Snowboarders eager to practice out of season, do not despair: sandboarding is here to stay. In many countries were glaciers are not widely available, like Namibia, or sadly shrinking due to global warming, such as in Peru, the practice of sliding down sand dunes is flourishing. Sand snowboarding is definitely a thing and it can be practiced pretty much everywhere there is a desert or a beach with steep enough sand dunes.
Sandboarding differs from snowboarding in terms of the action it provides. Although high speeds can be achieved on the dunes, carving is more difficult due to the grainy quality of the sand. And smashing into sand at fast speeds can soon plaster your entire body in grains, which is why, even in hot weather, you’ll want to wear long-sleeve shirts and trousers.
Sandboarding equipment is similar to snowboarding equipment, with a few notable differences. Pieces of cardboard, fragments of hardboard, old surfboards, and regular snowboards can all be used to hit the dunes, albeit will mixed results. The increasingly more refined technology being used to manufacture sandboards designed specifically for dunes will make your ride much smoother and enjoyable. The main difference between snowboards and sandboards lays in the base. A snowboard’s base is made of high-density polyethylene, which prevents the sandrider from reaching higher speeds due to excessive friction when gliding on sand. Sandboards and sandsleds, on the other hand, have a thicker, more durable base composed of Formica or a comparable laminate material. Sandboards also often come with detuned edges which drastically reduce the risk of flailing in the sand. Unlike snowboards, more sheets of fiberglass can be added to the board’s base to make a more firm landing surface.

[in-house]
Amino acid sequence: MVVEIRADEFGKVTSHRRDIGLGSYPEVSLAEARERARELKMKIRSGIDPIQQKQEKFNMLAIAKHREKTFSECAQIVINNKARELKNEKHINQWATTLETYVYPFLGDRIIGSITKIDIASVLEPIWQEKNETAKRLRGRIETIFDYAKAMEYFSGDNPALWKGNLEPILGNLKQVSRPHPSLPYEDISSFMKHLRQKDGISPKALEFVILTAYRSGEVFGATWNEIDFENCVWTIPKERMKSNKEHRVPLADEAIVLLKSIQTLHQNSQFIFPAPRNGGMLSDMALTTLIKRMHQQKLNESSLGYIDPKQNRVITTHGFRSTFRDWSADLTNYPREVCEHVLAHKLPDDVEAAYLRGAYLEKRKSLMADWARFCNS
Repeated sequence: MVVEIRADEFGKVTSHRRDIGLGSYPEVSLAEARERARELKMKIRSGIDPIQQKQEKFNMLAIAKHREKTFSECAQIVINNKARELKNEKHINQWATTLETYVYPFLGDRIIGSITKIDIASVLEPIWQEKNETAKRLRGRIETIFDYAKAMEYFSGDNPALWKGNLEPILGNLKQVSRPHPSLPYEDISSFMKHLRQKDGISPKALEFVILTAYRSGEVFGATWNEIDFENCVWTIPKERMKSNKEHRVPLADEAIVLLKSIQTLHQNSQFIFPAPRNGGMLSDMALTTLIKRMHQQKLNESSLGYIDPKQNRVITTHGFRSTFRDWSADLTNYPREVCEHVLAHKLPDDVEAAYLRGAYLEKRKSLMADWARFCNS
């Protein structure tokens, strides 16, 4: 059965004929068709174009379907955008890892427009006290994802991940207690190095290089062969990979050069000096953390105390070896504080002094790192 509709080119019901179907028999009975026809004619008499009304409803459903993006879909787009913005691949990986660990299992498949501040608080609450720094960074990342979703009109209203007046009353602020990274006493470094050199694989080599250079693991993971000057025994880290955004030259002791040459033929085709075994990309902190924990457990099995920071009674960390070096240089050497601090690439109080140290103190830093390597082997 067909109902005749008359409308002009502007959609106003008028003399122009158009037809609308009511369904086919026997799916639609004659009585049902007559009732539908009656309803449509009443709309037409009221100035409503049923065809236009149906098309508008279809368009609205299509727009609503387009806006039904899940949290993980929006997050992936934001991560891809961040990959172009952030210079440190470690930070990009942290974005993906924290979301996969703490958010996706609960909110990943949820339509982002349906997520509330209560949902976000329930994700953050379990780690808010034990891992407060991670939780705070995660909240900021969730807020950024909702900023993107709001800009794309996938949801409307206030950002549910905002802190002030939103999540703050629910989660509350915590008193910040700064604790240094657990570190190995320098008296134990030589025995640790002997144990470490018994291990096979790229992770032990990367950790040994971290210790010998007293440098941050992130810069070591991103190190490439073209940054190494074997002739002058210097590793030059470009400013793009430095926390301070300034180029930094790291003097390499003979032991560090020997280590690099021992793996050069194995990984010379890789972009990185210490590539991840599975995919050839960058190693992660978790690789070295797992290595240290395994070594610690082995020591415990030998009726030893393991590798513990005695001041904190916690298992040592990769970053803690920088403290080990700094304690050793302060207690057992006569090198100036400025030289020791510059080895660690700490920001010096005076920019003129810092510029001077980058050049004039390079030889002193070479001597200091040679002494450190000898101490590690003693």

There is also an additional piece of gear that is essential for sandboarding: sand dune wax, which further reduces friction between sand and the board. Do not even attempt snowboarding on sand without properly waxing the base of your board – it won’t work.